Ideology and identity can be limiting — knock those walls down, too
This article originally appeared on OpenCanada.org on September 29, 2017 as part of a larger series with 6 Degrees Citizen Space 2017 speakers entitled Walls that need to go: Ideas for a more inclusive world. See full post here.
Humans build walls between us. To defend, to protect, to preserve our sense of self. Otherwise, foreign ideas will poison our minds and render them strangers in a foreign body. No way!
The walls that exist between us: ethnicity, faith, political ideals, gender, and many others. The divides that separates us are built high and steady, but they can be breached.
The internet has facilitated the steady flow of information and people are growing more aware of information they may not have learnt in their schools. There is a growing sense that people have rights, people have power and people understand that their destinies can be changed. But old antipathies still remain — powerful as they may seem, the walls will come down when people work together.
First, the wall of ethnicity. Many people still define themselves by their skin colour or government racial categorization. In Singapore, citizens are classified according to their “race” — Chinese, Malay, Indian or other. Discrimination, or preferential treatment, is meted out based on those characteristics. Walls will only come down, and a common sense of solidarity emerge, when people define themselves, not by shade or label, but by the content of their character.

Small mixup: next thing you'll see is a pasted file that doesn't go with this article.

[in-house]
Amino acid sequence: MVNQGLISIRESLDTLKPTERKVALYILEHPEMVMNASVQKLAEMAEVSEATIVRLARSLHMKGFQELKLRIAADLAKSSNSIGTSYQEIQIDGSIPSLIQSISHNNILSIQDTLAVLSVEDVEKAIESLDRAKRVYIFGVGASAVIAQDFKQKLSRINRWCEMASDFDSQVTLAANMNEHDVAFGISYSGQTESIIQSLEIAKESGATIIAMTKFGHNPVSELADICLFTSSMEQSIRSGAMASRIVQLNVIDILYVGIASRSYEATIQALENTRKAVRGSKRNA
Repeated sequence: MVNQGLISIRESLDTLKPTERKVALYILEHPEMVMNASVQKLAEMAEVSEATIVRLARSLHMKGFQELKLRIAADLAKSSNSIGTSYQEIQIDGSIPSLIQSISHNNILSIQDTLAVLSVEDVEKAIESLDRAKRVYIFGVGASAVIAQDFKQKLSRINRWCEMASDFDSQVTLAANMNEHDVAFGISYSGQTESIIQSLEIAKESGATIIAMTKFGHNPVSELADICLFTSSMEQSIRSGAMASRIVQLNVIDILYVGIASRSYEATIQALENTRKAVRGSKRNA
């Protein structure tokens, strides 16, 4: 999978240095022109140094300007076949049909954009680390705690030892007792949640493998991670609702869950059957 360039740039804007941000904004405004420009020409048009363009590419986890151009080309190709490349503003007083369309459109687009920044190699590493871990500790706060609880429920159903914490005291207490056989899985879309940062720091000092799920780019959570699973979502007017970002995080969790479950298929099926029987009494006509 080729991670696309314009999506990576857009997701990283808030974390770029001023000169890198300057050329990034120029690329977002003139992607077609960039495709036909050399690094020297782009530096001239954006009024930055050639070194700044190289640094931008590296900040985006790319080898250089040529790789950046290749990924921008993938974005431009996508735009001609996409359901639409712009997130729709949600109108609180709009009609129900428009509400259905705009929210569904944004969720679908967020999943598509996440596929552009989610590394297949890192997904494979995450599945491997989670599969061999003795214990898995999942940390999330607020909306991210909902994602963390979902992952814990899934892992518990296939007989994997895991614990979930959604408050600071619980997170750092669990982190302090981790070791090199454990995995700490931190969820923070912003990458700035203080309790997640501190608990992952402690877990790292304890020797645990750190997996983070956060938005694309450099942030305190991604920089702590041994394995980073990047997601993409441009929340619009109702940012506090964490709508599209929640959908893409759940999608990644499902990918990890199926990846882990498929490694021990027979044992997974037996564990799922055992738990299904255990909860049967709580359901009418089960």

Second, the wall of open-minded thought. People walled themselves up because they do not wish to expose themselves to other ideas that may change their manner of thinking. Does God exist? Is capitalism or socialism the best form of governance in a new world where automation and the internet are pushing most jobs out of existence? Should we legalize drugs….or just marijuana? Very pertinent questions. Prepare to take a beating when society engages in mass discussions on these sensitive topics; they may change the face of our world forever.
Lastly, the wall of self. The ability to introspect is a prized one, one that allows humans to interact with their inner mind and inner heart. There is no bigger obstacle than the niggling doubt in your own mind telling you, “That’s not suitable for you…this is dangerous, so don’t hear it…it’s stupid…” Confront your inner demon, your ego, your niggling doubt. Enlightenment is yours when you cultivate the senses that see through the fog of misinformation and antipathy.
Grab your hammers, folks. Let’s start KNOCKING!
Bernard Lim is a 6 Degrees Junior Fellow. He is also a two-time recipient of the Young Community Leader Award, awarded by Singapore’s former Prime Minister Goh Chok Tong to youth leaders. Bernard has been active in Singaporean civil society since 2010. He has represented Singapore in conferences, including the United Nations ICPD Global Youth Forum 2012, and was awarded the Women Deliver Young Leaders Fellowship in 2016 for working on water generation and health in the Mekong Region with the Young South East Asian Leaders’ Initiative of the US State Department.